Monday, August 11, 2014

Are Iraq's Chemical Weapons Still Haunting Us?

Updated February 2015

An interesting article by Stephen Hummel at the Combating Terrorism Center at West Point looks at the possibility that ISIL/ISIS has managed to acquire some rather frightening items.

According to the author,  in June 2014, ISIL seized control of nuclear material that was under the control of the Iraqi government at the University of Mosul.  As well, on June 19, 2014, ISIL entered the  Al Muthanna project site near the town of Samarra where the remnants of the former Iraqi chemical weapons program were kept.  While his thesis is that there is little threat from either the radioactive or chemical agents because ISIL does not possess the infrastructure to create weapons of mass destruction, there is always the possibility that ISIL may just act as an intermediary, passing along their finds to another party that is capable of creating a so-called "dirty bomb" or releasing the chemical agents into a water supply.  

Here's an interesting quote on the issue from Defense News and Amy Smithson from Center for Nonproliferation Studies:

"ISIL militants may find uses for the materials, albeit a limited one, with the aid of chemical experts, said Amy Smithson, senior fellow at Center for Nonproliferation Studies and a chemical weapons expert.

“I doubt they [could use the materials on their own] because these are things that only chemical weapons experts and manufacturers would know,” she said.
She added that it’s not time to panic, however, “if there is an event where chemical weapons are used in Iraq, then this would be an indication that they found a chemist or somebody who has enough understanding to get the containers open, understand what’s in it, and how to use it.”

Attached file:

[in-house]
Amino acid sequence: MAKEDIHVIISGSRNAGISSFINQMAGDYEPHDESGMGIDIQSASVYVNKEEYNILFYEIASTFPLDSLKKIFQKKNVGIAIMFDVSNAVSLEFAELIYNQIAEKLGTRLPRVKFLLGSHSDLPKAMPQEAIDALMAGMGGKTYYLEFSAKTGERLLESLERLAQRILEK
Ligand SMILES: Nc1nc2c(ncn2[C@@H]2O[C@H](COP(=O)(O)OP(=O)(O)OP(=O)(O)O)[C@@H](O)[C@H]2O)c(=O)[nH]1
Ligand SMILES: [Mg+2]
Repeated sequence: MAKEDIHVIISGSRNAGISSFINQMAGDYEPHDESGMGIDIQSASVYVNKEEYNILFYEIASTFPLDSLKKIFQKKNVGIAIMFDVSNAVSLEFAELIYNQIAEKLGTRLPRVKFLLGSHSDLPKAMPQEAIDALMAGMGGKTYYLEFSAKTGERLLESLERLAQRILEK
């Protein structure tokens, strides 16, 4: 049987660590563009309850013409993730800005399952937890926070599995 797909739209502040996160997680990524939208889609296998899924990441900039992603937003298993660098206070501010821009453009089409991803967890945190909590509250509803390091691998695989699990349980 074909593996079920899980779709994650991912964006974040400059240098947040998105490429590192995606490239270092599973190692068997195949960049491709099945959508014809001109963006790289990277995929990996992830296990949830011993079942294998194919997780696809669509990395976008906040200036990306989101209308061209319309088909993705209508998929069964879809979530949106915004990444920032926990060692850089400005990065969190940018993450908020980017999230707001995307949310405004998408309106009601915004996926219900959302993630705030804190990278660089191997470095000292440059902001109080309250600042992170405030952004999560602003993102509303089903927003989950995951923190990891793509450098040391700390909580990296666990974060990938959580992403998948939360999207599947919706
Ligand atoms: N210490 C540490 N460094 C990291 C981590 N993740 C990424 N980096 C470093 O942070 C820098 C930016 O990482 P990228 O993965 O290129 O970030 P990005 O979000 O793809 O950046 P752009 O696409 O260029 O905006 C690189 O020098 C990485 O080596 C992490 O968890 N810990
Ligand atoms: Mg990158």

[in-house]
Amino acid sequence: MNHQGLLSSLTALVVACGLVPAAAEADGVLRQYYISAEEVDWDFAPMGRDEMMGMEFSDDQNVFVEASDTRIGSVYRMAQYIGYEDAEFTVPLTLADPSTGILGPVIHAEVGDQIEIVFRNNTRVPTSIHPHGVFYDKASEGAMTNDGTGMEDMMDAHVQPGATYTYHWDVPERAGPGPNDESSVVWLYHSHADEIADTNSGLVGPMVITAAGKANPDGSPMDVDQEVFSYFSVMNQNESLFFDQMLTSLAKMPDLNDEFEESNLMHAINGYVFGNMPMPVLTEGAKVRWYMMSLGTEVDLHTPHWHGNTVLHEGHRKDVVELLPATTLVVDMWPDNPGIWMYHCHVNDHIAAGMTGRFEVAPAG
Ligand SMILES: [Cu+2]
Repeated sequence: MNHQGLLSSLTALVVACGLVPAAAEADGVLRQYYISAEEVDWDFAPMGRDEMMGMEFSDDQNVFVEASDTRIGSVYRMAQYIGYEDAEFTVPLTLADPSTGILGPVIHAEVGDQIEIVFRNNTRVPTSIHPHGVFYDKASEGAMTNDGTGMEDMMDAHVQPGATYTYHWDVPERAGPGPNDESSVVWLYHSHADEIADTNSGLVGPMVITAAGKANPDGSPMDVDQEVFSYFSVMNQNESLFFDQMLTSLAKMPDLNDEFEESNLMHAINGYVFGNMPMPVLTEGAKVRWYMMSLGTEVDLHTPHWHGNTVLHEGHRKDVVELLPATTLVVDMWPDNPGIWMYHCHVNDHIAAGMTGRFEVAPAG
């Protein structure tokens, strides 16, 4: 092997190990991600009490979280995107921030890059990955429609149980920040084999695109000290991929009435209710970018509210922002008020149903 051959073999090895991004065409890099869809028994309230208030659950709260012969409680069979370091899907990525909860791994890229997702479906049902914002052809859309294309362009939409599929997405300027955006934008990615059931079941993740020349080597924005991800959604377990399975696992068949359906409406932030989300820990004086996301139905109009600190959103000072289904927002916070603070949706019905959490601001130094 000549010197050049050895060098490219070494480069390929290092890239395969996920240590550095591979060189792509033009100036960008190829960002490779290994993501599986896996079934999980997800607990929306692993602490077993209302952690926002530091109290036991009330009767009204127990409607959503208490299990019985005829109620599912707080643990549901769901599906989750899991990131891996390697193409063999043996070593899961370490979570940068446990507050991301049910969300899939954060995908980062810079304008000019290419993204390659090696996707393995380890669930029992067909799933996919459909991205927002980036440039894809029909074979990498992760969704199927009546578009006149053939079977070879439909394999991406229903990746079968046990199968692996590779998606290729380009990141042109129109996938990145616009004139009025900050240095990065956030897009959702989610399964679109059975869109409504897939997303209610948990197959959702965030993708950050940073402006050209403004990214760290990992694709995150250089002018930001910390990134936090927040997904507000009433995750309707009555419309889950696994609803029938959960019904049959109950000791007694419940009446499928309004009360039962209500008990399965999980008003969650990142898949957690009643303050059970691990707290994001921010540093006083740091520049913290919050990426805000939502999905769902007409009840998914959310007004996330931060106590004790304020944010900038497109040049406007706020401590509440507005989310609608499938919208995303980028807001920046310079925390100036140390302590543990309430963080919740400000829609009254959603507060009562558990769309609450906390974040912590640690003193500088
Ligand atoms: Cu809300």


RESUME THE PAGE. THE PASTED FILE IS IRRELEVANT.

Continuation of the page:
Smithson said some of the precursor chemicals, if combined with other chemicals, could allow for something potent to be created, however, the quantity and quality are likely to be low."

Let's look at a bit of background on the al-Muthanna facility.  

According to the CIA, Iraq's pursuit of chemical weapons began in the early 1960s when members of Iraq's armed forces travelled to the United States and the United Kingdom to receive training for chemical and biological warfare (CBW).  From this initial phase, Iraq formed the Chemical Corps.  During the first part of the 1970s, the Army attempted to develop a chemical weapon but failed.  In 1975, the first laboratory that was devoted to the development of CBW was built in suburban Baghdad at the Al Hasan Institute.  Interestingly, Al Hasan was funded through the Ministry of Higher Education and was intimately supported by the Iraqi Intelligence Service (IIS).  Some of the most prominent members of the development team received advanced degrees from the Chemical Warfare Academy in Moscow between 1973 and 1979.  In 1978, the Al Hasan Institute closed after a fraud and embezzlement scandal led to imprisonment of staff.